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It’s About Time

It’s that time again when I have to adjust to ‘old time,’ the term Papa, my grandfather, used for standard time, and he called Daylight Savings Time ‘new time.’  It takes a while to get used to sunset at 4:50 p.m. and the sun shining brightly at 6:15 a.m. My body and brain don’t immediately adapt, but the most difficult change is when I travel across time zones. 

            Drive across the United States from Maine to California and you’ll go through four standard time zones.  Travel to Alaska takes you to another one and Hawaii covers two more, except Hawaii and Arizona don’t observe Daylight Savings Time, but the Navajo Nation, in northeastern Arizona, does observe Daylight Saving Time.

            This thinking about time sent me on a search to remember when and how time zones were established and to learn other exceptions.  The need for a standard time became necessary with the beginning of railroad travel.  Prior to 1883 there were over 300 local times across the United States.

            Greenwich Mean Time (GMT) was adopted universally in 1884. The world is divided into zones by longitude, with each hour 15 degrees apart.  The starting point is the Prime Meridian, 0° longitude, that runs from the North Pole to the South Pole and passes through the Old Royal Observatory, in Greenwich, England, near London. Here in middle Tennessee we are in the GMT-6 (hours) Standard Time Zone so when it’s 4:00 p.m. in Greenwich, it’s 10:00 a.m., six hours earlier here. Counting around the world an hour difference for each fifteen degrees would mean there are twenty-four time zones. 

            Except, it doesn’t exactly work that way because some time zones are determined by political and geographical boundaries and some by choice.  So, there are forty time zones and all aren’t based on an hour.  India, Iran, Afghanistan, Burma, Newfoundland, Venezuela, and parts of Australia use half-hour differences from standard time.  I would be really confused traveling in Australia because there are three time zones: GMT+8, GMT+9½, and GMT+10. When it’s 4:00 p.m. on the west coast, it’s 5:30 p.m. in central Australia, and 6:00 p.m. on the east coast. 

            Time in some places is even more unusual. Nepal, a small country in the Himalayas and bordered by China and India, adopted GMT+5¾ in 1956, and the Chatham Islands in New Zealand is GMT+12¾ so those are 45 minutes past the hour. China is also unique; geographically it covers five time zones, but in 1949 the country established one time zone, Beijing time which is GMT+8.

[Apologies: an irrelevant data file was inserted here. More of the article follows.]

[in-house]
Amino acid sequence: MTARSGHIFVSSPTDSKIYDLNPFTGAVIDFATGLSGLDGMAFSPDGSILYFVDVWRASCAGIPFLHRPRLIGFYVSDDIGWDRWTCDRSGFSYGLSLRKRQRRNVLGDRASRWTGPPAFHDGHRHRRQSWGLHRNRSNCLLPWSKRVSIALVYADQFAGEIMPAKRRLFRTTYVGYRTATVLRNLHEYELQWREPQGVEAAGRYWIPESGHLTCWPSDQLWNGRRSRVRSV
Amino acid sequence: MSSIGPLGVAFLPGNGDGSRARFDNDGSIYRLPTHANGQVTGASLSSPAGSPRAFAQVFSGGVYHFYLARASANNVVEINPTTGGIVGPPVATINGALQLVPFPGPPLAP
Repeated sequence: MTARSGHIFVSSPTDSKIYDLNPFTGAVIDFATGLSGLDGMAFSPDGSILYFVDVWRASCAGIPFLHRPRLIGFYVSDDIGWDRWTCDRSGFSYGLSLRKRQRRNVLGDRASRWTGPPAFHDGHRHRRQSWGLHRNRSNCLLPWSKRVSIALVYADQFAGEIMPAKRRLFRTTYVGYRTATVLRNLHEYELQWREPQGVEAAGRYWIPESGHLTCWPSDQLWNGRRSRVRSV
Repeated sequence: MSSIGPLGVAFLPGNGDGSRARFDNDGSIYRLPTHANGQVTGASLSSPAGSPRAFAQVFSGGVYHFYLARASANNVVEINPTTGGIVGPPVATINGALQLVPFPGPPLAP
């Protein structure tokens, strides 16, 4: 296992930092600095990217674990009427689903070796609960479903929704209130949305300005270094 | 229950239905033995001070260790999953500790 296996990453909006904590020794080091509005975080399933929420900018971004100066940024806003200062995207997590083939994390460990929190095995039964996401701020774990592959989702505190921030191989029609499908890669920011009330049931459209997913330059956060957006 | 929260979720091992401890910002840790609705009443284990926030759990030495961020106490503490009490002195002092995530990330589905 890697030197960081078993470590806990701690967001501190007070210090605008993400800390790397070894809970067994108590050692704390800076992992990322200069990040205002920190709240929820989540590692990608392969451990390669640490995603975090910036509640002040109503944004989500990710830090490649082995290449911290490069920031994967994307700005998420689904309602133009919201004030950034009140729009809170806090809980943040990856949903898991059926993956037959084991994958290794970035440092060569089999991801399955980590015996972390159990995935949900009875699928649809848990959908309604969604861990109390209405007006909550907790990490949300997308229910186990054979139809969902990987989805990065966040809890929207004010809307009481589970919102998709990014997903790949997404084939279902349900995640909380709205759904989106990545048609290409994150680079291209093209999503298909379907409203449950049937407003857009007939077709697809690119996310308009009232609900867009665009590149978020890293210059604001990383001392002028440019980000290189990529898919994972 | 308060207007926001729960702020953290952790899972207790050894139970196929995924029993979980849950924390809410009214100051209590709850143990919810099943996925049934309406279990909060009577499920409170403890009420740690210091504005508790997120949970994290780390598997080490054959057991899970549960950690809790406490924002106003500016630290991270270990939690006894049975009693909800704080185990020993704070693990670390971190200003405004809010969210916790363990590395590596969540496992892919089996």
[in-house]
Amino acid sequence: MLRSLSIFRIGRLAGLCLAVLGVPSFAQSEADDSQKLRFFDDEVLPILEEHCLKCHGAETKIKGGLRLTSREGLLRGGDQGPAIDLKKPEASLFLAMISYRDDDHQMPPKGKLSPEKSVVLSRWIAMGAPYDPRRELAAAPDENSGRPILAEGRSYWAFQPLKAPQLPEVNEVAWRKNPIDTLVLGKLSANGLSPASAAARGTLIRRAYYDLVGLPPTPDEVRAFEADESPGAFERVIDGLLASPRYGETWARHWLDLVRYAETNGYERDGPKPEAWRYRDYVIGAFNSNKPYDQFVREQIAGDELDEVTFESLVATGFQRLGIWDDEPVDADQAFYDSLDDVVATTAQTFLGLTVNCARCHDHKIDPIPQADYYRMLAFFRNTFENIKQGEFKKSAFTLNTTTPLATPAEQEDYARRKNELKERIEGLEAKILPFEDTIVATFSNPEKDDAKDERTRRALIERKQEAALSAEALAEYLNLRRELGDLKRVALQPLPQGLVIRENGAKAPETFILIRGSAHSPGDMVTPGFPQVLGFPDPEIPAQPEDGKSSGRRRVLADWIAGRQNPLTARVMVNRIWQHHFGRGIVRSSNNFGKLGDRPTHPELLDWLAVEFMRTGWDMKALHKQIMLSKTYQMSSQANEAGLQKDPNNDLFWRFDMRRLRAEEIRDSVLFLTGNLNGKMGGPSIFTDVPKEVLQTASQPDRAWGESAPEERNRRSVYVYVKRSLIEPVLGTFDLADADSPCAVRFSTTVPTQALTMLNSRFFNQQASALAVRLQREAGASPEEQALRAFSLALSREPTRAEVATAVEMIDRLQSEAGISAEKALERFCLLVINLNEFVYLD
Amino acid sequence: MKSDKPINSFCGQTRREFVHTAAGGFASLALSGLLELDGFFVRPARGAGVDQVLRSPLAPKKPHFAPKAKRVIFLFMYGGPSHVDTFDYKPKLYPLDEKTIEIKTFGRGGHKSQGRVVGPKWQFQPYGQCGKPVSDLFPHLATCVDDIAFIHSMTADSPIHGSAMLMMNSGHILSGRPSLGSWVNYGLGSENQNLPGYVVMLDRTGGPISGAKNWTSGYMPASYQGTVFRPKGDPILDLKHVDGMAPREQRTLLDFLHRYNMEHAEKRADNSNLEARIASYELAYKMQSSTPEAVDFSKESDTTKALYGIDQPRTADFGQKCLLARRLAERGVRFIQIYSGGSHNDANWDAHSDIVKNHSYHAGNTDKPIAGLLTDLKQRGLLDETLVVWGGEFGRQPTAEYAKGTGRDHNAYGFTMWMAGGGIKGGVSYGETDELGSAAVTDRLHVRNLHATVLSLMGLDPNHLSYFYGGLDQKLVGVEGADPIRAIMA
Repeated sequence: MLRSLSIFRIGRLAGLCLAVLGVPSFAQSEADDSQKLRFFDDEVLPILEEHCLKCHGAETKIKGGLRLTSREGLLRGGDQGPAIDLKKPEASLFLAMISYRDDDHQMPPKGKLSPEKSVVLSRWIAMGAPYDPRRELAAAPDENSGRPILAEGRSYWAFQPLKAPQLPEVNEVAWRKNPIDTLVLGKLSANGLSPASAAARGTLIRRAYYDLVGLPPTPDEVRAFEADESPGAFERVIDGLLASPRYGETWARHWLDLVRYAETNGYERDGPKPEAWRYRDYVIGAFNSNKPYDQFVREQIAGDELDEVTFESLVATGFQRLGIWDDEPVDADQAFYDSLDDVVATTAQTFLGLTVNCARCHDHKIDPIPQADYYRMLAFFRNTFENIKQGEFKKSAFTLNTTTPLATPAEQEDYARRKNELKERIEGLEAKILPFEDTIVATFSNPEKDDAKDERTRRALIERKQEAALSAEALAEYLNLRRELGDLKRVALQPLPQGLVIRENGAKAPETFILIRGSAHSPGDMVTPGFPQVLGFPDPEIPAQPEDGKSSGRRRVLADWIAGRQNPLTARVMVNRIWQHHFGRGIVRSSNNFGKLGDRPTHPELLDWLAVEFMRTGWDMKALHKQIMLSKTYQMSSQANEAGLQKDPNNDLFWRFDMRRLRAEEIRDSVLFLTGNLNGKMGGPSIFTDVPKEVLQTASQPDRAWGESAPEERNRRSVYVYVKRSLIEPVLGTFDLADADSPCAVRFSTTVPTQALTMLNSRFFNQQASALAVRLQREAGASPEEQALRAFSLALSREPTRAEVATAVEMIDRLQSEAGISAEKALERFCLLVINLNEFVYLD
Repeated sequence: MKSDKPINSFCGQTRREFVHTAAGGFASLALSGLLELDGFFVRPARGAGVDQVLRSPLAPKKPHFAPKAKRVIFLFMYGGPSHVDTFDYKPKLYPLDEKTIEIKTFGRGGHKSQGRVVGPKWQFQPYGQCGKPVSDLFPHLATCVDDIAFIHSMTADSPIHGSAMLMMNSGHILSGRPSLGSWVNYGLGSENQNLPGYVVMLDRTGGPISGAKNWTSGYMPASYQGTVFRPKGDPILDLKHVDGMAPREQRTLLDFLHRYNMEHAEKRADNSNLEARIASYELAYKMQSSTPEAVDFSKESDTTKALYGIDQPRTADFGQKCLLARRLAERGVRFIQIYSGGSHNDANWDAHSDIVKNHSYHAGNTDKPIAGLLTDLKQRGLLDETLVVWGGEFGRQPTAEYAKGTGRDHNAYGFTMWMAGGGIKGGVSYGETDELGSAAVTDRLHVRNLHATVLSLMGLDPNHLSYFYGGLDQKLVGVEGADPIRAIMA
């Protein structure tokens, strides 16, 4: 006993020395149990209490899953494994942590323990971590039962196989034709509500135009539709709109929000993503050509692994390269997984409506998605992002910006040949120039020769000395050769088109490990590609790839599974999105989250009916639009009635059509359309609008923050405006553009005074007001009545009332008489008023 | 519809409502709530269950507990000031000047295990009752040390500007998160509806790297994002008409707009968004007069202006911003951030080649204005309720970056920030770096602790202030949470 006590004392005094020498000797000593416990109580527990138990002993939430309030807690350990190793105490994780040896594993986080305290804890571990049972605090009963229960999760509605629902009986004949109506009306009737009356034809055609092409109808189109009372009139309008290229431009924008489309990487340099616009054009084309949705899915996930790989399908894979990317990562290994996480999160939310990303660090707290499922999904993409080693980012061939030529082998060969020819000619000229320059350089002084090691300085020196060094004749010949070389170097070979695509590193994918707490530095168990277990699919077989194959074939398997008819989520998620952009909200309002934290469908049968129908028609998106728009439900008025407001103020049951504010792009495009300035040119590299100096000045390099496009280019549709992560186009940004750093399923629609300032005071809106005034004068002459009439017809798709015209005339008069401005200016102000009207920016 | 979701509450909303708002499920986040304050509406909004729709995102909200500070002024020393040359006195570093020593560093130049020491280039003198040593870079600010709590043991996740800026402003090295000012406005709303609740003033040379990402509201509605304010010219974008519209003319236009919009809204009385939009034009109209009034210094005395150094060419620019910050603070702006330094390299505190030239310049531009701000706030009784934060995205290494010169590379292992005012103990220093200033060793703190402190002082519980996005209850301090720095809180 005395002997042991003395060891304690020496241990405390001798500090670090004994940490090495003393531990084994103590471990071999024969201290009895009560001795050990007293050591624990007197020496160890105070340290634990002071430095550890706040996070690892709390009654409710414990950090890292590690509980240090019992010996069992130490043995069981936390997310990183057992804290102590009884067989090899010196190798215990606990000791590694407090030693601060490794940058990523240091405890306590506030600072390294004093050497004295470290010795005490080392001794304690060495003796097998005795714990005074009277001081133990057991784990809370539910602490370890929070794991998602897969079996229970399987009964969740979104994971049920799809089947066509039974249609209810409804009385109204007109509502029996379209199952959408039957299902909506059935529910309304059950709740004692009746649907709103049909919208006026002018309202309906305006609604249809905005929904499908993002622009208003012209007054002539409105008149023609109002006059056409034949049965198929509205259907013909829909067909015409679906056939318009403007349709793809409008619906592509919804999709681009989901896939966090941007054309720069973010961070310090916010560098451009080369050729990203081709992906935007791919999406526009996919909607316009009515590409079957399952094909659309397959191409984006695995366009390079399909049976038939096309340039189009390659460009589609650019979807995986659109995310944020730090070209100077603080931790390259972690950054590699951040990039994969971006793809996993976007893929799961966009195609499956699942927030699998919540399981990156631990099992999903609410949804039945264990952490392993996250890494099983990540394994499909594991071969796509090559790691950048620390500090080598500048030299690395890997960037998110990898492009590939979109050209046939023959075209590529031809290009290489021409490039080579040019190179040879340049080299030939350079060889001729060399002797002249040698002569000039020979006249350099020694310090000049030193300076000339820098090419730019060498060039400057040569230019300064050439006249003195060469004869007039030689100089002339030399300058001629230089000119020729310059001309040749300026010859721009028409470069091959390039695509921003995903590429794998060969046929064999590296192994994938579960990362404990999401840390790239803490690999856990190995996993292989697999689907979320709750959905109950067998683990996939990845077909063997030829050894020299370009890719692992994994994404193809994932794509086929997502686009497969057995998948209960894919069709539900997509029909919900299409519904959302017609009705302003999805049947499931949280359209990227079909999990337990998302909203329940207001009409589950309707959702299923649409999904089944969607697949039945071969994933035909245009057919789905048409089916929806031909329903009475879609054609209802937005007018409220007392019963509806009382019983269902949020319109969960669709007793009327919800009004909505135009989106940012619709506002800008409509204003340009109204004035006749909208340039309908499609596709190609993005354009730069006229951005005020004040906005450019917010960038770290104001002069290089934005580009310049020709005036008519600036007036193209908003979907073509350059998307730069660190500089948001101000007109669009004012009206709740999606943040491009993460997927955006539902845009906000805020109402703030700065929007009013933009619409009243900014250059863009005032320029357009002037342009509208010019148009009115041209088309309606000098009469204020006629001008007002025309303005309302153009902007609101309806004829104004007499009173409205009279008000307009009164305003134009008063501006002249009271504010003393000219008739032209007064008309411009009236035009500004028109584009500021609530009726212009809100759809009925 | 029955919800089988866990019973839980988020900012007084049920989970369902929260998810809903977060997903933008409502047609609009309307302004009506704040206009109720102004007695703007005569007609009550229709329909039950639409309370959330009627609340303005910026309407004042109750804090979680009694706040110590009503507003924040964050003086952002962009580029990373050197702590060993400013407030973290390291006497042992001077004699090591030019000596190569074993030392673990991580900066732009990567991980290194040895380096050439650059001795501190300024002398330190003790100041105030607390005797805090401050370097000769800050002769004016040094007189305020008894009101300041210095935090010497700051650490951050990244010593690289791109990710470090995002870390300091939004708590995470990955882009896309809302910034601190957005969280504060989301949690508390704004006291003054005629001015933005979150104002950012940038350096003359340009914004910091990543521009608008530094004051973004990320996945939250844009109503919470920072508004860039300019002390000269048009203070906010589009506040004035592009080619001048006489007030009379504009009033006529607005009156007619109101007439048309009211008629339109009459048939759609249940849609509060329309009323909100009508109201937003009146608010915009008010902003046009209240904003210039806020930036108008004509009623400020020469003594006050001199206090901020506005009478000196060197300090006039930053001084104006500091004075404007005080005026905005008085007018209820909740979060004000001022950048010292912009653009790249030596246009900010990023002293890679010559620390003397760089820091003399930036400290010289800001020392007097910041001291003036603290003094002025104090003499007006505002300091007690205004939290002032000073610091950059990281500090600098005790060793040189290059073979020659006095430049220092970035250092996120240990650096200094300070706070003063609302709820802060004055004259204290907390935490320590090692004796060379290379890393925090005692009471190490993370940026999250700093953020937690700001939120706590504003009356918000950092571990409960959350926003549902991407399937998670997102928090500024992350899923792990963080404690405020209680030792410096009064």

I imagine that the scientists from around the world who created Greenwich Mean Time in 1884 thought they’d set the world straight. But the lines for worldwide time zones are more crooked than the Caney Fork River. 

            Everybody just doesn’t go along with a plan.  Like Papa who never changed his clock that hung above the kitchen table to ‘new time’ because dinner was always eaten at 12:00 noon on ‘old time.’  


Back on Real Time

Papa would be happy.  Now we are back on real time as opposed to new time.  My grandfather, Paul Bertram, was a no nonsense man and somewhat set in his ways.  He was 31 in 1918 when Daylight Savings Time was first introduced in the United States, and now almost one hundred years later, I still think of him every time I move my clocks to spring forward or fall back.

I never heard Papa complain about Daylight Savings Time.  He made his statement by the clock that hung on the wall beside his and Grandma’s kitchen table.  It stayed on real time.  They ate on real time, and they went to bed and got up on real time.  Another clock hung on the living room wall close to the big console television.  Set on new time.

Papa was one of ­­­­six children and lived his whole live in Pickett County.  He built his and Grandma’s home within throwing distance of his parent’s home.  He was a carpenter and some say a self-taught engineer.  No problem was too great.  Solving a problem just took time and thought and work and patience.

Papa worked in Oak Ridge during the building boom, designed a water tank in Byrdstown in the 1950s to equip the new shirt factory with a sprinkler system, built houses to rent, and many by contract.  His houses were high quality, built to the owner’s specifications.  One house had electrical wall sockets three feet above the floor.  When he asked the homeowner where she wanted the plugs, she walked throughout her wood-framed home and pointed her finger at that level.  Papa penciled each place with an x and followed her directions.

One Christmas I didn’t understand why there was money in the pocket of the shirt that Papa and Grandma gave my daddy.  They had three daughters and three sons-in-law, and they treated each the same.  Dad’s shirt cost $2 less than the other two sons-in-law’s.  Papa expected everyone to be fair and honest, but sometimes he double-checked to be sure no one made a mistake.  More than one family member was embarrassed when he stood in the drugstore, poured the pills that the pharmacist has just put into a pill bottle into his hand, and counted.

Papa drove all over Pickett and the surrounding counties looking for good land.  Some he bought and later sold.  Whether his work for the day was building a house or trading land, he was always home by suppertime – five o’clock.  During the summer months, he ate fast so he could see the end of the evening news on TV.  When Daylight Savings Time ended, he could eat supper, take a little nap, and watch all of the 6:00 news.  And both clocks, the one in the kitchen and the one by the TV, were set on real time.